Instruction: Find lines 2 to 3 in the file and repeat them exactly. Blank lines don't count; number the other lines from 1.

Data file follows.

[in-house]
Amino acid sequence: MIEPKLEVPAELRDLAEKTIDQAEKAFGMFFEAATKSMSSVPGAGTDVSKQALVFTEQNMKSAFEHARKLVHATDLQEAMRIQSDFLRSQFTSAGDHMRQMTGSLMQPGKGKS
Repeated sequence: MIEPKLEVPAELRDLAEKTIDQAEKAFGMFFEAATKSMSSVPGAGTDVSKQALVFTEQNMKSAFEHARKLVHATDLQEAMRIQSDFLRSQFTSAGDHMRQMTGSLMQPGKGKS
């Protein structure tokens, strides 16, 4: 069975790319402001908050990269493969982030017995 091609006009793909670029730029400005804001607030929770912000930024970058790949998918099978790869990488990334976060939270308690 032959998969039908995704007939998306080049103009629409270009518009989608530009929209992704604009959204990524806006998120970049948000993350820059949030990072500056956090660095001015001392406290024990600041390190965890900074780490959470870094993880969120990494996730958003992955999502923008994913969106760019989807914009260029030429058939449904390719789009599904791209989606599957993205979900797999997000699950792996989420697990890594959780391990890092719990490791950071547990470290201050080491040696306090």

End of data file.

Amino acid sequence: MIEPKLEVPAELRDLAEKTIDQAEKAFGMFFEAATKSMSSVPGAGTDVSKQALVFTEQNMKSAFEHARKLVHATDLQEAMRIQSDFLRSQFTSAGDHMRQMTGSLMQPGKGKS
Repeated sequence: MIEPKLEVPAELRDLAEKTIDQAEKAFGMFFEAATKSMSSVPGAGTDVSKQALVFTEQNMKSAFEHARKLVHATDLQEAMRIQSDFLRSQFTSAGDHMRQMTGSLMQPGKGKS